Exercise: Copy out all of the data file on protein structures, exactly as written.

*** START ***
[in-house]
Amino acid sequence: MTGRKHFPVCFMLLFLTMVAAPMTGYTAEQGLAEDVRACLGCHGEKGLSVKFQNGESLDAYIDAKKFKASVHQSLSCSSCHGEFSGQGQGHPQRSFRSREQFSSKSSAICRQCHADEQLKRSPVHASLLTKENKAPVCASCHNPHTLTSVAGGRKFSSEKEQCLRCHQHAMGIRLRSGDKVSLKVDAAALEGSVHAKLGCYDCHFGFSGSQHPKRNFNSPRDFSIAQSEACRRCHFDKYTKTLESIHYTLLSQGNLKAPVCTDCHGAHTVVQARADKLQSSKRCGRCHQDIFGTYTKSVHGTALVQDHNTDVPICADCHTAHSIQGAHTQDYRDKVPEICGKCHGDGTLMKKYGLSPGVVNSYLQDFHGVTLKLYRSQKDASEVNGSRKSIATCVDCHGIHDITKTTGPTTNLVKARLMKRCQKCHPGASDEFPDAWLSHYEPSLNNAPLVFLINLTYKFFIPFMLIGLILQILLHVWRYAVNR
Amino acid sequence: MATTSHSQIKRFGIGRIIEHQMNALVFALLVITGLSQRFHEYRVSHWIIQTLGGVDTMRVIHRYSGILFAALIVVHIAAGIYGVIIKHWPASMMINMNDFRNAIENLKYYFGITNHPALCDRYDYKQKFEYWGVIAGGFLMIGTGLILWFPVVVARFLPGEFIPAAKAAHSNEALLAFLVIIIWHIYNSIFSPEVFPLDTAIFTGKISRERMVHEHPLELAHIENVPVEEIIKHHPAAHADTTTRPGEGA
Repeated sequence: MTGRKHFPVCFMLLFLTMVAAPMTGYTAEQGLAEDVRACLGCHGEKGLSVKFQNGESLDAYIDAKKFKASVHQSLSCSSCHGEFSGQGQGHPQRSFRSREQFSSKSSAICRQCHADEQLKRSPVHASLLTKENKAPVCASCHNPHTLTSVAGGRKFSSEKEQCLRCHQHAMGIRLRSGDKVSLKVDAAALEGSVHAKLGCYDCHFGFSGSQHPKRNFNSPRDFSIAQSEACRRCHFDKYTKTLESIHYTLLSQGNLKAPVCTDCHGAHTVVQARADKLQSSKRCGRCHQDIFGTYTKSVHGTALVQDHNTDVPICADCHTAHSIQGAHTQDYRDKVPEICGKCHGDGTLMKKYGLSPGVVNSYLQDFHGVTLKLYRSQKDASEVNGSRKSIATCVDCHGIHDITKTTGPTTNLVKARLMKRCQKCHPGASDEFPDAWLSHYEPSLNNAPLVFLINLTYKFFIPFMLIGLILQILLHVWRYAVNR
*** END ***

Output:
[in-house]
Amino acid sequence: MTGRKHFPVCFMLLFLTMVAAPMTGYTAEQGLAEDVRACLGCHGEKGLSVKFQNGESLDAYIDAKKFKASVHQSLSCSSCHGEFSGQGQGHPQRSFRSREQFSSKSSAICRQCHADEQLKRSPVHASLLTKENKAPVCASCHNPHTLTSVAGGRKFSSEKEQCLRCHQHAMGIRLRSGDKVSLKVDAAALEGSVHAKLGCYDCHFGFSGSQHPKRNFNSPRDFSIAQSEACRRCHFDKYTKTLESIHYTLLSQGNLKAPVCTDCHGAHTVVQARADKLQSSKRCGRCHQDIFGTYTKSVHGTALVQDHNTDVPICADCHTAHSIQGAHTQDYRDKVPEICGKCHGDGTLMKKYGLSPGVVNSYLQDFHGVTLKLYRSQKDASEVNGSRKSIATCVDCHGIHDITKTTGPTTNLVKARLMKRCQKCHPGASDEFPDAWLSHYEPSLNNAPLVFLINLTYKFFIPFMLIGLILQILLHVWRYAVNR
Amino acid sequence: MATTSHSQIKRFGIGRIIEHQMNALVFALLVITGLSQRFHEYRVSHWIIQTLGGVDTMRVIHRYSGILFAALIVVHIAAGIYGVIIKHWPASMMINMNDFRNAIENLKYYFGITNHPALCDRYDYKQKFEYWGVIAGGFLMIGTGLILWFPVVVARFLPGEFIPAAKAAHSNEALLAFLVIIIWHIYNSIFSPEVFPLDTAIFTGKISRERMVHEHPLELAHIENVPVEEIIKHHPAAHADTTTRPGEGA
Repeated sequence: MTGRKHFPVCFMLLFLTMVAAPMTGYTAEQGLAEDVRACLGCHGEKGLSVKFQNGESLDAYIDAKKFKASVHQSLSCSSCHGEFSGQGQGHPQRSFRSREQFSSKSSAICRQCHADEQLKRSPVHASLLTKENKAPVCASCHNPHTLTSVAGGRKFSSEKEQCLRCHQHAMGIRLRSGDKVSLKVDAAALEGSVHAKLGCYDCHFGFSGSQHPKRNFNSPRDFSIAQSEACRRCHFDKYTKTLESIHYTLLSQGNLKAPVCTDCHGAHTVVQARADKLQSSKRCGRCHQDIFGTYTKSVHGTALVQDHNTDVPICADCHTAHSIQGAHTQDYRDKVPEICGKCHGDGTLMKKYGLSPGVVNSYLQDFHGVTLKLYRSQKDASEVNGSRKSIATCVDCHGIHDITKTTGPTTNLVKARLMKRCQKCHPGASDEFPDAWLSHYEPSLNNAPLVFLINLTYKFFIPFMLIGLILQILLHVWRYAVNR